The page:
Heal Your Church WebSite

Teaching, rebuking, correcting & training in righteous web design.

Redland Youth Ministries

For the past two weeks, you may have noticed my blogging has slacked-off. This is not because I’m slacking off, but because I’ve been busy. Aside from the obligatory task of “rendering unto Ceaser,” and with a visit from my big fat Greek family, I’ve also been hard at work with the redesign of the Redland Baptist Youth Ministries web site – a part of the RBC redesign I’ve been talking about over the past couple months.

Redland Youth Ministries

I selected the Youth Ministries because that is where I get the most input, support and help internet-wise. Not that the other ministers aren’t helpful, but it should be no surprise that my hip-cool youth minister is the most net-savvy of the bunch – the point he can explain with some technical detail how things don’t work – and run the thing with a bare minimum of hand-holding.

Moreover, using MovableType (MT) as a content management system (CMS), I also thought it might be helpful to have someone in the office who know how it all runs so he can do some hand-holding with the rest of the staff when the rest of the site goes live using MT. As some of you know, so much of the work behind developing church web sites is the social engineering required to keep the thing running and up-to-date.

As you might suspect, I’m going to generate a slew of articles based upon this effort, which will go into gory detail as to how I got this tableless layout to work with Netscape 4, how I implemented various MT plug-ins and how I modified the default archiving configuration so the categories would become sub directories and the name of the post would become the name of the file.

For now, visit the site, kick the tires, and let me know what you think.


  1. The Redland YM site looks nice, but I didn’t realize that those were links on the left until I accidently waved my mouse in that area. Is there any particular reason that you chose to have the links look exactly the same as the main text on the page, rather than adding a color or underline or something? (I’m not being flippant here, I’m truly curious.) I guess I picture youth sites as having a bit more color, though I don’t actually visit many of them these days. Maybe I shouldn’t assume….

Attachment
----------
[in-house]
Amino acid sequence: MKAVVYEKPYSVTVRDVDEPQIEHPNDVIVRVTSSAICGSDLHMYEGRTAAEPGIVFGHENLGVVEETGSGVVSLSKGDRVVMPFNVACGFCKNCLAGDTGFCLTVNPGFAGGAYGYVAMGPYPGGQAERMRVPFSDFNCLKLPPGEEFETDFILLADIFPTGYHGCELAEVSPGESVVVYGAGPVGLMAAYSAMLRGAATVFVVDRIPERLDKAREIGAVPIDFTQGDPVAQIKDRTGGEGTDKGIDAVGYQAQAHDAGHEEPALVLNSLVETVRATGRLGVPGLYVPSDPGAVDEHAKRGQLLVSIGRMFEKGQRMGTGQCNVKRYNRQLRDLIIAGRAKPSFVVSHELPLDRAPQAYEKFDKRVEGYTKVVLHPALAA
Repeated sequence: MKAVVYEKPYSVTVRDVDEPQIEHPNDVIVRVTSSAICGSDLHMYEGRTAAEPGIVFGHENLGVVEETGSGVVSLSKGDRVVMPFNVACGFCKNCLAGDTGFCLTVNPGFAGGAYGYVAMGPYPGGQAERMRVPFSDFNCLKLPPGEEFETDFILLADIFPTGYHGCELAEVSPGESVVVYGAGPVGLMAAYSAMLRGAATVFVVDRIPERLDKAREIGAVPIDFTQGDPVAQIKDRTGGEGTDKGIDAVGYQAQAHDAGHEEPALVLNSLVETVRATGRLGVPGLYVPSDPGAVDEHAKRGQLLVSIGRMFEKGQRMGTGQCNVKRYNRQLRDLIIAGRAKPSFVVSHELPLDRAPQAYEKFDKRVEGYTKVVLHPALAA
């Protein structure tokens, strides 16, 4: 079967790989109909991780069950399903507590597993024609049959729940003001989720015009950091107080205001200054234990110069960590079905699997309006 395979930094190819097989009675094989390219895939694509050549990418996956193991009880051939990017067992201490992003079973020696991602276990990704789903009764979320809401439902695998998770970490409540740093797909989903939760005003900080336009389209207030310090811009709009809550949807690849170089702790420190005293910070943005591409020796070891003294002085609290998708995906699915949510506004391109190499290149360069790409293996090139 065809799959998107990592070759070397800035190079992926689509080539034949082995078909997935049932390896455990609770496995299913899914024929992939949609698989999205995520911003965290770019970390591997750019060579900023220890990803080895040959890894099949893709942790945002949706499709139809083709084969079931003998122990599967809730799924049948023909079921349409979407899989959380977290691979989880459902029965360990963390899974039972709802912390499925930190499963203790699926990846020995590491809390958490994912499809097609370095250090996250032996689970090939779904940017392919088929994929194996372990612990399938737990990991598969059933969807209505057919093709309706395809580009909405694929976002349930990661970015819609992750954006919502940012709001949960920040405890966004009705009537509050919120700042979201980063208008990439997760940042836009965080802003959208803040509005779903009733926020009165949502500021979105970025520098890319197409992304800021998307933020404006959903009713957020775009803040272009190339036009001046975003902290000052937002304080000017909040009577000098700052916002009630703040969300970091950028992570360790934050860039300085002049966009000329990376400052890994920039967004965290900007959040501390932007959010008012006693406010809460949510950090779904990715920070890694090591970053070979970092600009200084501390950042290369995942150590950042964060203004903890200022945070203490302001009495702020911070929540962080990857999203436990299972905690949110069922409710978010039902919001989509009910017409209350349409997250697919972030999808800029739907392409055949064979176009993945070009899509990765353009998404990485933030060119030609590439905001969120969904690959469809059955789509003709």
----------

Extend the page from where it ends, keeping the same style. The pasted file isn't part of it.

Also, I noticed that when I hover over the top left graphic on the main page, a gray hover line shows up below it. I’ve been running into this on one of my sites, but haven’t figured out how to get rid of it without adding in all sorts of extra stuff to my stylesheet. :(

  2. Rachel, to get rid of the grey hover line, all you have to do is set the a:hover background-color of the img to the containers background-color. In Dean’s case, white.

  3. It looks good. I was so inspired by your idea, I’ve converted our web site over to MT and PHP. You can find it at the link – http://www.normalmennonite.com/ – for our church. I am interested in finding out how you did the work for NN4 vs. the rest of the world. That was the most difficult part of our transformation, as well. That, and convincing the staff that the differences were normal.

  4. Don, thanks for the suggestion. Unfortunately, the problem image is a transparent gif in a table cell with a background photo. So I can’t just set it to the background color. I think I’m just going to have to re-do that section of the page. :(

    And to get back to the topic, I’m looking forward to reading Dean’s articles about setting up MovableType as a CMS. I’d like to make it easier for people to update our church site, but too many of the CMSs I’ve seen aren’t very user-friendly.

  5. mmmm I want to see how you modified mt for your needs. Go on dean, tell us!

  6. I would think Mt would be overkill.
    It is a huge system to just display pages.
    Has anyone rolled a simple blogger like bloxsom.
    this could be used for this process.

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